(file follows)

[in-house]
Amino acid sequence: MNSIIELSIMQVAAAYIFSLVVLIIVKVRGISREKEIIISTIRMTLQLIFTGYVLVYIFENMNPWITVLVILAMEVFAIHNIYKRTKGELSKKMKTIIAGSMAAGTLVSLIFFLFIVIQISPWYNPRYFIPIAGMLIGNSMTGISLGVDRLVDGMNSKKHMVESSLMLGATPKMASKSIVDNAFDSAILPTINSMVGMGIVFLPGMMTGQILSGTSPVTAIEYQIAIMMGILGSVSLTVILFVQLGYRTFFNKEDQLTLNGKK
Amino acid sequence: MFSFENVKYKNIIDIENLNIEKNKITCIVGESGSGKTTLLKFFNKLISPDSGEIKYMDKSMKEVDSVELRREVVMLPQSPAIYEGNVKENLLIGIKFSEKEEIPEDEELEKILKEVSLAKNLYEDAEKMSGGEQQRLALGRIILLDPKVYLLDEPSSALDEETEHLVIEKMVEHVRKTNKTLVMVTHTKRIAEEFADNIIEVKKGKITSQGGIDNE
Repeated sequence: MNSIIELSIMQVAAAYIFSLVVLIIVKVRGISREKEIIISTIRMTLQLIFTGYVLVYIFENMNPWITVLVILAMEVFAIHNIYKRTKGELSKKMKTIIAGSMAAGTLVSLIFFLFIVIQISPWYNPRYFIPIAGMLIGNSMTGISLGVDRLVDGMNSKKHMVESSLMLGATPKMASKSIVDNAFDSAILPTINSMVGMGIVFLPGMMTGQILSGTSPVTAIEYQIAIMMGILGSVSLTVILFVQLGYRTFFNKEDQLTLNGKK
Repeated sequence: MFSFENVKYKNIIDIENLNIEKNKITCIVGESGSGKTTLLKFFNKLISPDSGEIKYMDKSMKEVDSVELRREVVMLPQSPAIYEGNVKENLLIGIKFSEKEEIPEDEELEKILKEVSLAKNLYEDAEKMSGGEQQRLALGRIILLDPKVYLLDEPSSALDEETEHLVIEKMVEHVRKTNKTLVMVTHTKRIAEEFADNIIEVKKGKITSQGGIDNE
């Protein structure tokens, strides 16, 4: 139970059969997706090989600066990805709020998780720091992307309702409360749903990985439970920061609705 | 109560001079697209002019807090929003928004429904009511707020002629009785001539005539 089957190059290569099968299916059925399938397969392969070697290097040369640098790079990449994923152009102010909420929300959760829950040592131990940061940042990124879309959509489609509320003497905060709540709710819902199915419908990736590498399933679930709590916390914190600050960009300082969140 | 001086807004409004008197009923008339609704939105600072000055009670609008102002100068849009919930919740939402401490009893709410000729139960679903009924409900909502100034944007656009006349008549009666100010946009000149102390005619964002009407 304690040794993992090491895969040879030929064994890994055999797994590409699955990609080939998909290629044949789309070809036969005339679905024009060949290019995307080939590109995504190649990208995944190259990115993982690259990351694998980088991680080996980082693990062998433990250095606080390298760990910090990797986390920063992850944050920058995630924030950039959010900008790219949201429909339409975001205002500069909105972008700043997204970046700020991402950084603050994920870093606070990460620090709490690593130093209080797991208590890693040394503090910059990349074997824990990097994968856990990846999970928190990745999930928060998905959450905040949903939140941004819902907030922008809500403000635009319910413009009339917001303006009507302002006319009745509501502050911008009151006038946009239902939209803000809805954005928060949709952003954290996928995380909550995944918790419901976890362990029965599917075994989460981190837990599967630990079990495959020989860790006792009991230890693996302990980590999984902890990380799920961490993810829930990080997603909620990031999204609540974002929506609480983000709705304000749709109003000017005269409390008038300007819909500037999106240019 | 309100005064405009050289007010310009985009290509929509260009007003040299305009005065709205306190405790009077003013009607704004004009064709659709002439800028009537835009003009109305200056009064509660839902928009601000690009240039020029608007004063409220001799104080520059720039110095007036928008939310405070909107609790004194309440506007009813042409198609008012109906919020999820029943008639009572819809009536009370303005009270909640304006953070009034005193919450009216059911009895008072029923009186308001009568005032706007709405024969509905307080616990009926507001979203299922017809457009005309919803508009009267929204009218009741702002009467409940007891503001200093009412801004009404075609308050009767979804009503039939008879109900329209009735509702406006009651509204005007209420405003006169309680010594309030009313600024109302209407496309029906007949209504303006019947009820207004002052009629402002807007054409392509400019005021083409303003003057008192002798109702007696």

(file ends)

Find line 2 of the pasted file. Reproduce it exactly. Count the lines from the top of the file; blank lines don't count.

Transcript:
Amino acid sequence: MNSIIELSIMQVAAAYIFSLVVLIIVKVRGISREKEIIISTIRMTLQLIFTGYVLVYIFENMNPWITVLVILAMEVFAIHNIYKRTKGELSKKMKTIIAGSMAAGTLVSLIFFLFIVIQISPWYNPRYFIPIAGMLIGNSMTGISLGVDRLVDGMNSKKHMVESSLMLGATPKMASKSIVDNAFDSAILPTINSMVGMGIVFLPGMMTGQILSGTSPVTAIEYQIAIMMGILGSVSLTVILFVQLGYRTFFNKEDQLTLNGKK